• Defining Outcomes and Metrics Behavioral Changes: Employability / Value to Society:• Confidence in self • Career aspirations• Increase in self-worth / feeling of self- • Ability to apply skills outside of school reliance • Aspirations to give back to one’s• Sense of accomplishment community• Pride in work • Employment status after 2 /4 / 6 years• Reduced stress related to school / • Increase in family involvement and examinations commitment to children’s education• Increased comfort in asking questions • Increase in community involvement and• Increased comfort in working with commitment to local education groups (including mixed gender groups) institutions• Increase in creativity • Improved local economy with better job• Increase in entrepreneurial spirit opportunities and a well-educated community The pilot study has illuminated preliminary findings to support several expected outcomes across the four defined categories. The analysis, however, will focus on behavioral outcomes – the least studied outcomes of the IBT program
  • The Assessment The assessment begins with each student answering the following four unaided, open-ended questions in written form, anonymously. The purpose is to achieve: a) an unbiased view of student preferences of school subjects, specifically in favor of or against STEM-related courses, and b) students’ unbiased evaluation of their school and IBT (where applicable)  Q1: What is your favorite subject in school? Why?  Q2: What is your least favorite subject in school? Why?  Q3: What do you like most about your school*? Why?  Q4: What would you change about your school*? Why?*IBT students were asked specific about the IBT program in Q3 and Q4 to gain a deeper understanding of studentperceptions of the program and its benefits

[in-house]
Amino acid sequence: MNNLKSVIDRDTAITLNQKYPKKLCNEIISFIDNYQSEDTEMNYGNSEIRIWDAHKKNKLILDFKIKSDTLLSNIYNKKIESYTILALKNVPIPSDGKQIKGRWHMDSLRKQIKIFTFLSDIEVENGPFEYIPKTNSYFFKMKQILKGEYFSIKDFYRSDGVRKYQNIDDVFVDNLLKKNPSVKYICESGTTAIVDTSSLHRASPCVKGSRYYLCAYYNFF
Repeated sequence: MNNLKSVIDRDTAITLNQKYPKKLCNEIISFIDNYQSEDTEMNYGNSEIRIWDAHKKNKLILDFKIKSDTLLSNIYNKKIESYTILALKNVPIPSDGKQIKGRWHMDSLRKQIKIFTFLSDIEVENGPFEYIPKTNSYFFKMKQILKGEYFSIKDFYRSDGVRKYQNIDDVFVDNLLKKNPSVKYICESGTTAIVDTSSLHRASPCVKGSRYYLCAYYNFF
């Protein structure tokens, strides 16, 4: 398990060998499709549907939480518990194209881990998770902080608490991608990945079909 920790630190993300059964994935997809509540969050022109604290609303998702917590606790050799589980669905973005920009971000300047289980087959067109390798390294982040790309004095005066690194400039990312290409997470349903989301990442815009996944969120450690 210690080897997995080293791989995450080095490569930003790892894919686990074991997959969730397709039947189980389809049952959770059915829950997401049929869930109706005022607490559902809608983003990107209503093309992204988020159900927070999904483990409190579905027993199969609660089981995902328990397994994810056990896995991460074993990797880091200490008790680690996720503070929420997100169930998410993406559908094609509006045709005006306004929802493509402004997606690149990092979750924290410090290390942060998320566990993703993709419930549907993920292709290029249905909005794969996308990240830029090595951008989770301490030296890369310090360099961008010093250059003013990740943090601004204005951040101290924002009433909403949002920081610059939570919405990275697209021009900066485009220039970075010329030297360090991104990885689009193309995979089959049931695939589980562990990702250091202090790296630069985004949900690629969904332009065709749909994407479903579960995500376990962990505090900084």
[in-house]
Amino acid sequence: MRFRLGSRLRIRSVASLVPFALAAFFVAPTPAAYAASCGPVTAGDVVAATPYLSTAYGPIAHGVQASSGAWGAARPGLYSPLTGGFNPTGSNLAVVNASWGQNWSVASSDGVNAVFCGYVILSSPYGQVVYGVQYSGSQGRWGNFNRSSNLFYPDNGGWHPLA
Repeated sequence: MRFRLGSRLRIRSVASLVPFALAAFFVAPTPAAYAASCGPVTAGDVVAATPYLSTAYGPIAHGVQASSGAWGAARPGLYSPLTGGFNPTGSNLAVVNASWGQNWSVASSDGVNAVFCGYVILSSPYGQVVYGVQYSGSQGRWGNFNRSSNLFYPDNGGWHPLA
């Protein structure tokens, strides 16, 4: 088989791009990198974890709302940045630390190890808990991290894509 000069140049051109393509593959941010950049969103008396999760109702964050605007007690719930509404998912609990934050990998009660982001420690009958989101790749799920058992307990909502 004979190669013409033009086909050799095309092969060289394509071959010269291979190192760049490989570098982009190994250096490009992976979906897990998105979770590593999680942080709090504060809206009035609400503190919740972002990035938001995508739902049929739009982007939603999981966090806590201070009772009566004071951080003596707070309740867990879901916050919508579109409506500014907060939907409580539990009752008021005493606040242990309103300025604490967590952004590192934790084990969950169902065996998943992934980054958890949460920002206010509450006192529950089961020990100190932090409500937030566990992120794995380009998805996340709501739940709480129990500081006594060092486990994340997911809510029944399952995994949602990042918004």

• The Assessment One-one-one interviews with each student and ethnographic observation are the core of the assessment. The interviews combine qualitative and quantitative measures (complete assessment tool can be found in the appendix) The following is an excerpt from the tool where the students rate the importance of specific skills learned at school and within the IBT program. The purpose is to measure where IBT and non-IBT students differ in their perception of skills attainment, and which specific skillsets emerge as the most significant for students in the IBT programQ1: Please read the following 14 skill areas. Which FIVE do you feel arethe most important skills you are learning at school?Study skills Creativity Reading/writing MathScience Communication skills Computer skills Career planning skillsTime mgmt. skills Business skills Organizational skills Problem solving skillsJob-specific skills Teamwork skills